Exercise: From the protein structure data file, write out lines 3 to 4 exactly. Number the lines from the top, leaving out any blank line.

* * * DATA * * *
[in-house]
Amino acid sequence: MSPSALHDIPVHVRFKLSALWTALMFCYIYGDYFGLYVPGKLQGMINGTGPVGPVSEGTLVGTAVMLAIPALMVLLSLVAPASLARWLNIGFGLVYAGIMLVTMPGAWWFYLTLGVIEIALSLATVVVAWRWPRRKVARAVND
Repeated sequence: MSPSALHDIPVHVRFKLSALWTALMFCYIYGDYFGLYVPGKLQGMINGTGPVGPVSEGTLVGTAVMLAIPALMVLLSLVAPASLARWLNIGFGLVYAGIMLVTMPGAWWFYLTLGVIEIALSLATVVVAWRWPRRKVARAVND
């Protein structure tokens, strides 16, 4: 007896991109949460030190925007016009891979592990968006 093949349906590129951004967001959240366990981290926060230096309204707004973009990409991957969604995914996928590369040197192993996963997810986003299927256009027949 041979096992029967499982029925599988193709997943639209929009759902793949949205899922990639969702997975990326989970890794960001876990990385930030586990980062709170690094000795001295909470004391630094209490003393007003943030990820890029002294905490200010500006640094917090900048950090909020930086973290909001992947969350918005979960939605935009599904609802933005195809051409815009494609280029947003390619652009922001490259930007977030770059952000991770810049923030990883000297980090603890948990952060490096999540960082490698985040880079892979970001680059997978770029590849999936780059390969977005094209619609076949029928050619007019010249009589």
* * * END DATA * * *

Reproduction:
Repeated sequence: MSPSALHDIPVHVRFKLSALWTALMFCYIYGDYFGLYVPGKLQGMINGTGPVGPVSEGTLVGTAVMLAIPALMVLLSLVAPASLARWLNIGFGLVYAGIMLVTMPGAWWFYLTLGVIEIALSLATVVVAWRWPRRKVARAVND
């Protein structure tokens, strides 16, 4: 007896991109949460030190925007016009891979592990968006 093949349906590129951004967001959240366990981290926060230096309204707004973009990409991957969604995914996928590369040197192993996963997810986003299927256009027949 041979096992029967499982029925599988193709997943639209929009759902793949949205899922990639969702997975990326989970890794960001876990990385930030586990980062709170690094000795001295909470004391630094209490003393007003943030990820890029002294905490200010500006640094917090900048950090909020930086973290909001992947969350918005979960939605935009599904609802933005195809051409815009494609280029947003390619652009922001490259930007977030770059952000991770810049923030990883000297980090603890948990952060490096999540960082490698985040880079892979970001680059997978770029590849999936780059390969977005094209619609076949029928050619007019010249009589």